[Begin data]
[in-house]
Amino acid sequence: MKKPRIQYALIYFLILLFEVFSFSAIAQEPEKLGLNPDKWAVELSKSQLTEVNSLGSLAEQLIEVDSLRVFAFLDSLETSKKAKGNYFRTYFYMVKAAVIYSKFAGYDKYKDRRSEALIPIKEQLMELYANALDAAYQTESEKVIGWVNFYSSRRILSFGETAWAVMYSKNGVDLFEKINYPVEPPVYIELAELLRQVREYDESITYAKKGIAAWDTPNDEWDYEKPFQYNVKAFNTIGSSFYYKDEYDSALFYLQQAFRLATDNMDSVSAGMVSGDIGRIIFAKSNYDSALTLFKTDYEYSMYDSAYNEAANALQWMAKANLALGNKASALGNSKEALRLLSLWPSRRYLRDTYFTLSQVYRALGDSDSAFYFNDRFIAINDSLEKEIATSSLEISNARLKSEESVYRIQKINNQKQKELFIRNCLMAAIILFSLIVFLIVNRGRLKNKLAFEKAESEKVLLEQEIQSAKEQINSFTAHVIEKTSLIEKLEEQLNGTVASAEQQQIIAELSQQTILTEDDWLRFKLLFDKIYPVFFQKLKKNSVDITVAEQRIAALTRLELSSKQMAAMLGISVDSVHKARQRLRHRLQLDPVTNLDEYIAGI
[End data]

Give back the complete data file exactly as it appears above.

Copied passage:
[in-house]
Amino acid sequence: MKKPRIQYALIYFLILLFEVFSFSAIAQEPEKLGLNPDKWAVELSKSQLTEVNSLGSLAEQLIEVDSLRVFAFLDSLETSKKAKGNYFRTYFYMVKAAVIYSKFAGYDKYKDRRSEALIPIKEQLMELYANALDAAYQTESEKVIGWVNFYSSRRILSFGETAWAVMYSKNGVDLFEKINYPVEPPVYIELAELLRQVREYDESITYAKKGIAAWDTPNDEWDYEKPFQYNVKAFNTIGSSFYYKDEYDSALFYLQQAFRLATDNMDSVSAGMVSGDIGRIIFAKSNYDSALTLFKTDYEYSMYDSAYNEAANALQWMAKANLALGNKASALGNSKEALRLLSLWPSRRYLRDTYFTLSQVYRALGDSDSAFYFNDRFIAINDSLEKEIATSSLEISNARLKSEESVYRIQKINNQKQKELFIRNCLMAAIILFSLIVFLIVNRGRLKNKLAFEKAESEKVLLEQEIQSAKEQINSFTAHVIEKTSLIEKLEEQLNGTVASAEQQQIIAELSQQTILTEDDWLRFKLLFDKIYPVFFQKLKKNSVDITVAEQRIAALTRLELSSKQMAAMLGISVDSVHKARQRLRHRLQLDPVTNLDEYIAGI